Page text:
The installation of a modchip allowed the PlayStation’s capabilities to be expanded, and several options were made available. By the end of the system’s life cycle almost anyone with minimal soldering experience was able to realize the modification of the console. Such a modification allowed the playing of games from other regions, such as PAL titles on an NTSC console, or allowed the ability to play copies of original games without restriction. Modchips allow the playing of games recorded on a regular CD-R. This created a wave of games developed without official approval using free, unofficial tools, as well as the reproduction of original discs. With the introduction of such devices the console was very attractive to programmers and illegal copiers alike.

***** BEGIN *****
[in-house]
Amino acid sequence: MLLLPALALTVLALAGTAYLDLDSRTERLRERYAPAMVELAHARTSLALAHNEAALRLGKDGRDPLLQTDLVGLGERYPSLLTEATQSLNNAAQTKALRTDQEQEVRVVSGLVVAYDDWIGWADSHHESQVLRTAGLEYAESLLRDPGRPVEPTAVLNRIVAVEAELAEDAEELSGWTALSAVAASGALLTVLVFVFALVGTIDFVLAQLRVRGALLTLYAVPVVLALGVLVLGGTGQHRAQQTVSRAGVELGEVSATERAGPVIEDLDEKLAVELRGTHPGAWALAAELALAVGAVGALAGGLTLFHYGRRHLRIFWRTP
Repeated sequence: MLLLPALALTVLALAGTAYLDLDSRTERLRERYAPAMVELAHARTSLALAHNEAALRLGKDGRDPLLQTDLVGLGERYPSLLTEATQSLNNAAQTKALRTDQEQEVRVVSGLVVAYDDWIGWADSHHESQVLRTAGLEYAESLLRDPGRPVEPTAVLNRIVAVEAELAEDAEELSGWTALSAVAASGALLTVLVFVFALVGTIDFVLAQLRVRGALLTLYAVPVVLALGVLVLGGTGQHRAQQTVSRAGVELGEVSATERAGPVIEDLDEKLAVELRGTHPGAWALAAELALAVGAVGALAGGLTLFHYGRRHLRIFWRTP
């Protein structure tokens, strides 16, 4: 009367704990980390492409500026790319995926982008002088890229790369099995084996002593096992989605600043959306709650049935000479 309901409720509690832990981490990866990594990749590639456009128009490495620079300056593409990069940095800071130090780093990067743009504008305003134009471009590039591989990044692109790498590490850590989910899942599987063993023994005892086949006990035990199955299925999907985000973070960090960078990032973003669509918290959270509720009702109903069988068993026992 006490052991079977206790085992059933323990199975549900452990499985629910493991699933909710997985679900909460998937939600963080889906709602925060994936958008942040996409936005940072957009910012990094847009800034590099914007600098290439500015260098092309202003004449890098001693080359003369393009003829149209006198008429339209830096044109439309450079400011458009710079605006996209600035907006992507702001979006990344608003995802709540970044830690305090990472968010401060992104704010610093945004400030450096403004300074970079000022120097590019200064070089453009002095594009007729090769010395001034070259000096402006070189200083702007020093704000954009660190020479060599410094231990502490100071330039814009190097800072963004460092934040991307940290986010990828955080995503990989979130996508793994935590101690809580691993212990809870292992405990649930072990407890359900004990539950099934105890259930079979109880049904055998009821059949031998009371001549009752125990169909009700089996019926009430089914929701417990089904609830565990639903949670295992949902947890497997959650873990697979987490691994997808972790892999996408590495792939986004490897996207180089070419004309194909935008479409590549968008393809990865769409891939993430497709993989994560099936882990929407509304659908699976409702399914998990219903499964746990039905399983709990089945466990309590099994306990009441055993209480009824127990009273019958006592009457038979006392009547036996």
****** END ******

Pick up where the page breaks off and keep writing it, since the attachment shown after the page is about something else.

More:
A previous theory was that anyone seeking to create copies of games that would work correctly faced several issues at the time, as the discs that were produced by Sony were designed to be difficult to copy — and impossible to copy on recordable media. Discs were manufactured with a dark blue-colored plastic (transparent only to the infrared radiation used by CD-ROM lasers), and it was theorized that the PlayStation’s drive was engineered to require these tinted discs. However, this has been easily disproven, as PlayStation CD-ROMs can be read by most CD drives, and the PlayStation will read most recordable CDs. Nonetheless, the discs were mastered with a specific wobble in the lead-in area. This wobble encodes a four-character sequence which is checked by the CD-ROM drive’s controller chip. The drive will only accept the disc if the code is correct. This string varies depending on the region of the disk—”SCEI” for NTSC:J machines, “SCEA” for NTSC:U/C machines, “SCEE” for PAL machines and “SCEW” for the Net Yaroze. Since the tracking pattern is pressed into the disc at the time of manufacture, this cannot be reproduced on a CD-R recorder.